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Feb 13, 2014 | Insights

Your Writing: Profound or Just Badly Done?

In his recent e-newsletter, Rick Schwartz, nonprofit communications expert, discussed Rudolf Flesch, the Flesch Kincaid Readability Test and recommendations for writing your nonprofit's materials "in plain English." What follows is an excerpt from this wonderfully funny – and informative – piece; the full text of the article is available on his website at schwartztalk.com.

Writing to Move to Action, Not to Impress

[Rudolf] Flesch's – and my – battle is for the easily-measurable and controllable mechanics of writing simple words, simple sentences and simple paragraphs so people can understand you.

Yes, sometimes writers need a specialized vocabulary, abstract concepts and a primary knowledge of other subjects to get complex ideas across to readers. But I have never run into a situation when a nonprofit couldn't explain something more simply and more convincingly.

More often than not, difficult text is a result of the writer's mistaken belief that the harder something is to read, the more intelligent it must be. (The corollary is that people who speak with British accents are always smarter. Of course, that may be true. Note that all Biblical figures and famous Greeks and Romans in the movies have British accents.)

I argue instead that poor writing techniques are almost always at fault.

My 2nd grade teacher was right? Darn.

There's a science to sentence structure.

Indeed. Flesch writes in How to Write Plain English:

"At first blush you may think this is a very crude way of dealing with writing. Writing means conveying ideas from one mind to another. To use a mechanical gadget for this doesn't seem like an intelligent approach.

"But wait a minute. I spent several years of my life doing the underlying research for this formula…It works because it is based on the way the human mind works.

"When you read a passage, your eyes and mind focus on successive points on the page. Each time this happens, you form a tentative judgment of what the words mean up to that point. Only when you get to a major punctuation mark – a period, a colon, a paragraph break – does your mind stop for a split second, sum up what it has taken in so far, and arrive at a final meaning of the sentence or paragraph.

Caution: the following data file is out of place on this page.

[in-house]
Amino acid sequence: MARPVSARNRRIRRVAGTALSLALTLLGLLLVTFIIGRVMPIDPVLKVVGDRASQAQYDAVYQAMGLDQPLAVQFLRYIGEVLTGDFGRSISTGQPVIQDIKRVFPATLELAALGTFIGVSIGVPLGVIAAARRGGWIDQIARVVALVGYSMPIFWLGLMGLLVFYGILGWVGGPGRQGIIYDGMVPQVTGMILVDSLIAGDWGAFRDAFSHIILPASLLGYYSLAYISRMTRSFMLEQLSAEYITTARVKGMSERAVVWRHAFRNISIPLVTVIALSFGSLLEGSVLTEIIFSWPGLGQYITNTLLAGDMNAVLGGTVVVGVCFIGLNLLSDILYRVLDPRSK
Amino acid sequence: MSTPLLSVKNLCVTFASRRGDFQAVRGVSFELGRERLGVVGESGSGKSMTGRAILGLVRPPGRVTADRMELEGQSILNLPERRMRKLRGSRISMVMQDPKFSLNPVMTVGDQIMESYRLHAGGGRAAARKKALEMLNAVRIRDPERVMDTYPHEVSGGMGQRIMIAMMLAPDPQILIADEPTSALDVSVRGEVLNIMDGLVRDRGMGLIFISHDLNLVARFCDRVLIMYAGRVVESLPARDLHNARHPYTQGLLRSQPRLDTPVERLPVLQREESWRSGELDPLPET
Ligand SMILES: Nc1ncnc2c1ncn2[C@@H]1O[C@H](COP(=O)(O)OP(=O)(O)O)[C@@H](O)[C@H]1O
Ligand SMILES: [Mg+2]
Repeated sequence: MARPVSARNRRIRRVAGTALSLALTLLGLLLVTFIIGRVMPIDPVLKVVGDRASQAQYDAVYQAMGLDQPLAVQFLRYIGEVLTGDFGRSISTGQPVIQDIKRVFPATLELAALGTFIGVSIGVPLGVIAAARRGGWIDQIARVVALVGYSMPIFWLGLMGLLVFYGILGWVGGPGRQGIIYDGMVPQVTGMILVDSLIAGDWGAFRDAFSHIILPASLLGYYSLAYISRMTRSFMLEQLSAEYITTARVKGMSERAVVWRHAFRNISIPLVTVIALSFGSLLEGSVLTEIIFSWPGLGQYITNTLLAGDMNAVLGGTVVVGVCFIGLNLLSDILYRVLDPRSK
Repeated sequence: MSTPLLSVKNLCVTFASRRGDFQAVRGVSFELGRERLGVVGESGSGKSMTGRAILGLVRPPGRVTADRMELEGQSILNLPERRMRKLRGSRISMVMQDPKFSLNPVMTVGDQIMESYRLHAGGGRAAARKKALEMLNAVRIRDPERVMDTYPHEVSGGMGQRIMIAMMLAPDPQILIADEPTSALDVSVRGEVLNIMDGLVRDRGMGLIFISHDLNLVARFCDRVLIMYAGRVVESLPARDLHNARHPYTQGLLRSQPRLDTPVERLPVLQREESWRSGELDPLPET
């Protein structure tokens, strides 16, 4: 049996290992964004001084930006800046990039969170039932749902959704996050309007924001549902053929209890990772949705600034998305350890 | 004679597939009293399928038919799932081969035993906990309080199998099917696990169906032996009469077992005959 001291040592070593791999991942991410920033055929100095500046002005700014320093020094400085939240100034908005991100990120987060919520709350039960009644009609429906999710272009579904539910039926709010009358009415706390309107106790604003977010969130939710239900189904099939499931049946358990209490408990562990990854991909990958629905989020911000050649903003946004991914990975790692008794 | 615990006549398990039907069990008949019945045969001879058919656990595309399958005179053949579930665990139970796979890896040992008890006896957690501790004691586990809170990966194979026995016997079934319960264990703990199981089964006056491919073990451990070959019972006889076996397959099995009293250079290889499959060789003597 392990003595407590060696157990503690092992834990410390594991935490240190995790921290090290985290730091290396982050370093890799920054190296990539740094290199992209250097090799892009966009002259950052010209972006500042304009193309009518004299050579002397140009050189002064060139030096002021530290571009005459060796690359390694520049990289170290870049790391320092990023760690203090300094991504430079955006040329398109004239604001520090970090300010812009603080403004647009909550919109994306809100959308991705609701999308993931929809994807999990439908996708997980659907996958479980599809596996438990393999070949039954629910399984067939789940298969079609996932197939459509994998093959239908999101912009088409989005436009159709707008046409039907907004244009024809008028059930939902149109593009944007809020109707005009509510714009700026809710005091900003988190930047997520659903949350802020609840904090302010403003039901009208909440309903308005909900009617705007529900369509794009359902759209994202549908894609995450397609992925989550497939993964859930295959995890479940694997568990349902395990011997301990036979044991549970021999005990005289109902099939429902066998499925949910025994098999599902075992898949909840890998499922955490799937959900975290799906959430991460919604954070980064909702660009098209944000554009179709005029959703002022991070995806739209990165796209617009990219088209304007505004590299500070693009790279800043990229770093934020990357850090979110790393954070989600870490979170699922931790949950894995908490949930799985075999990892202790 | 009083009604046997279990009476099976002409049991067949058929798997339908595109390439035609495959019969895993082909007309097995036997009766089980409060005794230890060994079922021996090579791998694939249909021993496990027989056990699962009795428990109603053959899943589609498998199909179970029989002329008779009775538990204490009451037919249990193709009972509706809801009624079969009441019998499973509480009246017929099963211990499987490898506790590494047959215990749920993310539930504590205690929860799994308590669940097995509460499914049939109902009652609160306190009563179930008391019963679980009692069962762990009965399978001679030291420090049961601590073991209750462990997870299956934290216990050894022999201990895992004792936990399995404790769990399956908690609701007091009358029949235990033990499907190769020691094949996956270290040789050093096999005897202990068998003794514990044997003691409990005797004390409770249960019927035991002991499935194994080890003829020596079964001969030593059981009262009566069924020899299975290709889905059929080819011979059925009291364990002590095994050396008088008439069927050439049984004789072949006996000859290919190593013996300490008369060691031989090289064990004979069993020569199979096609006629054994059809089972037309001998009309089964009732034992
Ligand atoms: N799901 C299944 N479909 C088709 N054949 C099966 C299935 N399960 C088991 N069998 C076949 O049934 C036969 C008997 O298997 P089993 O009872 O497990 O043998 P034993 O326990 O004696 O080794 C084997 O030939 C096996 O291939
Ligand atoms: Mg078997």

"The longer the sentence, the more ideas your mind has to hold in suspense until its final decision on what all the words mean together. That means more mental work for the reader. So the longer a sentence, the harder it is to read."

Are you insulted? Flesch just talked to you like a 7th grader.

By the way, according to the Flesch-Kincaid test on my Microsoft Word, the above 4 paragraphs read at a Grade 7.1 level with no passive sentences and 4.2 characters per word. This entire e-blast from top to bottom reads at Grade 8.6. Did you feel "talked down to"?

Take These Three Easy Steps

I'm not talking about insider language (jargon), poor choice of topics, no understanding of the audience, or little grasp of the subject matter (although I will take up those topics someday). I'm just discussing word length and choice, sentence structure, and when to end the darn paragraph.

Fix those alone and you'll improve your readability by half or more. Just follow these 3 simple rules:

  1. Conduct the Flesch-Kincaid test after every piece you write: articles, direct mail, letters, web copy, even ads. Shoot for an 8th grade reading level.
  2. No passive sentences. Even if you must use complex language or profound concepts (and you usually don't have to, unless you're showing off), passive sentences are usually just bad writing.
  3. Use readable words. Here's a link to a free downloadable guide from the Group Health Research Institute that tries to teach medical personnel how to write in English (good luck with that).

Most of your readers have no incentive, so make it as easy as possible on them.

Hey, I love language, but your audiences are volunteer readers, not captives. Make it hard on them with poor writing and you'll lose fans quickly.


About Rick Schwartz

Rick Schwartz’s 36-year career weaves communications with his commitment to nonprofit organizations. He spent half his career with the Rhode Island Foundation, one of the nation’s largest community foundations, and the Mass. Council on the Arts and Humanities, a premier state arts agency. In both cases, he was in charge of all communications, deeply involved with policy-setting, and working directly with grantees.

He spent the other years as a journalist, in government (Mass. Senate Committee on Human Services and Elderly Affairs), and consulting with nonprofits on communications and strategic planning.

His favorite work is what he does now: consulting with nonprofits and foundations on communications and strategic planning, under Rick Schwartz/StraightTalk.